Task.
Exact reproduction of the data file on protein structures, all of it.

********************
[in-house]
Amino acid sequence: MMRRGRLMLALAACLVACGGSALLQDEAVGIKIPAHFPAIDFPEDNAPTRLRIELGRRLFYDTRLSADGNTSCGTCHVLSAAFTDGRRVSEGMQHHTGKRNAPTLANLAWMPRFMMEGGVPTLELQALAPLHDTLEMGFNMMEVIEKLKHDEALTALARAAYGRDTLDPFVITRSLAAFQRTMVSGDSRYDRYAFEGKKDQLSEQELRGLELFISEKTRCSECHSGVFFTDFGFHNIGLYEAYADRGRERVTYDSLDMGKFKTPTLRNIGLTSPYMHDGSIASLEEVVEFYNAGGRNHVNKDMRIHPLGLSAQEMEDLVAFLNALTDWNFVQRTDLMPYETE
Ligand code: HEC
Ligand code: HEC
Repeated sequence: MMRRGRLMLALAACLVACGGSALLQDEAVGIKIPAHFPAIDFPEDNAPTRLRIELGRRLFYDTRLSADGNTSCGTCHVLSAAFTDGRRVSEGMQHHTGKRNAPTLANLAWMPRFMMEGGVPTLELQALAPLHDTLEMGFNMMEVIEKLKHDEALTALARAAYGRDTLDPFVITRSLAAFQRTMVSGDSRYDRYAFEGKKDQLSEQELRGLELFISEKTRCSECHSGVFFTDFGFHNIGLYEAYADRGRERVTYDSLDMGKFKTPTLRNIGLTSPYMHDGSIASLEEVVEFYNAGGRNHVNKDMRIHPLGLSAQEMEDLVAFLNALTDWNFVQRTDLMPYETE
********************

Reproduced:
[in-house]
Amino acid sequence: MMRRGRLMLALAACLVACGGSALLQDEAVGIKIPAHFPAIDFPEDNAPTRLRIELGRRLFYDTRLSADGNTSCGTCHVLSAAFTDGRRVSEGMQHHTGKRNAPTLANLAWMPRFMMEGGVPTLELQALAPLHDTLEMGFNMMEVIEKLKHDEALTALARAAYGRDTLDPFVITRSLAAFQRTMVSGDSRYDRYAFEGKKDQLSEQELRGLELFISEKTRCSECHSGVFFTDFGFHNIGLYEAYADRGRERVTYDSLDMGKFKTPTLRNIGLTSPYMHDGSIASLEEVVEFYNAGGRNHVNKDMRIHPLGLSAQEMEDLVAFLNALTDWNFVQRTDLMPYETE
Ligand code: HEC
Ligand code: HEC
Repeated sequence: MMRRGRLMLALAACLVACGGSALLQDEAVGIKIPAHFPAIDFPEDNAPTRLRIELGRRLFYDTRLSADGNTSCGTCHVLSAAFTDGRRVSEGMQHHTGKRNAPTLANLAWMPRFMMEGGVPTLELQALAPLHDTLEMGFNMMEVIEKLKHDEALTALARAAYGRDTLDPFVITRSLAAFQRTMVSGDSRYDRYAFEGKKDQLSEQELRGLELFISEKTRCSECHSGVFFTDFGFHNIGLYEAYADRGRERVTYDSLDMGKFKTPTLRNIGLTSPYMHDGSIASLEEVVEFYNAGGRNHVNKDMRIHPLGLSAQEMEDLVAFLNALTDWNFVQRTDLMPYETE